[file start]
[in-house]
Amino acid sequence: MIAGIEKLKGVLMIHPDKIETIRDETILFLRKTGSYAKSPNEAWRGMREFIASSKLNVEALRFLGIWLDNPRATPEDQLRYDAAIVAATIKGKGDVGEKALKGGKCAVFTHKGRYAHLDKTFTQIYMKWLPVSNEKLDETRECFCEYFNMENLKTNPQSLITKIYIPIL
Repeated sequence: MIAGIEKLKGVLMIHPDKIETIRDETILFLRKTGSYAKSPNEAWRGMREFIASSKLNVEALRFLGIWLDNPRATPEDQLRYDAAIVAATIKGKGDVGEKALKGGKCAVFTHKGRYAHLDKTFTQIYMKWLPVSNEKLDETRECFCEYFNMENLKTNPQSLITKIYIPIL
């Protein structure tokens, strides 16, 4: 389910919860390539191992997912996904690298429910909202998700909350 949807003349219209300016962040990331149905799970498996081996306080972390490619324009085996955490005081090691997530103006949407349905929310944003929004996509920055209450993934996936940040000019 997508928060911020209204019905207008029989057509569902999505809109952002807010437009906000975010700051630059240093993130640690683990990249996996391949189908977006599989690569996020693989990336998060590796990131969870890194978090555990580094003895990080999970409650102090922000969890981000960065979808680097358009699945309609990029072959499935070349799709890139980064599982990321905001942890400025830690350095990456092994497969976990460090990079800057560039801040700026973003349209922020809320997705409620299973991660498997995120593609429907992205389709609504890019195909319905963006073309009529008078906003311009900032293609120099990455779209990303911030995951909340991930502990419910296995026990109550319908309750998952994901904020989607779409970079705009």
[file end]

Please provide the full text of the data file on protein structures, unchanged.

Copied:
[in-house]
Amino acid sequence: MIAGIEKLKGVLMIHPDKIETIRDETILFLRKTGSYAKSPNEAWRGMREFIASSKLNVEALRFLGIWLDNPRATPEDQLRYDAAIVAATIKGKGDVGEKALKGGKCAVFTHKGRYAHLDKTFTQIYMKWLPVSNEKLDETRECFCEYFNMENLKTNPQSLITKIYIPIL
Repeated sequence: MIAGIEKLKGVLMIHPDKIETIRDETILFLRKTGSYAKSPNEAWRGMREFIASSKLNVEALRFLGIWLDNPRATPEDQLRYDAAIVAATIKGKGDVGEKALKGGKCAVFTHKGRYAHLDKTFTQIYMKWLPVSNEKLDETRECFCEYFNMENLKTNPQSLITKIYIPIL
């Protein structure tokens, strides 16, 4: 389910919860390539191992997912996904690298429910909202998700909350 949807003349219209300016962040990331149905799970498996081996306080972390490619324009085996955490005081090691997530103006949407349905929310944003929004996509920055209450993934996936940040000019 997508928060911020209204019905207008029989057509569902999505809109952002807010437009906000975010700051630059240093993130640690683990990249996996391949189908977006599989690569996020693989990336998060590796990131969870890194978090555990580094003895990080999970409650102090922000969890981000960065979808680097358009699945309609990029072959499935070349799709890139980064599982990321905001942890400025830690350095990456092994497969976990460090990079800057560039801040700026973003349209922020809320997705409620299973991660498997995120593609429907992205389709609504890019195909319905963006073309009529008078906003311009900032293609120099990455779209990303911030995951909340991930502990419910296995026990109550319908309750998952994901904020989607779409970079705009």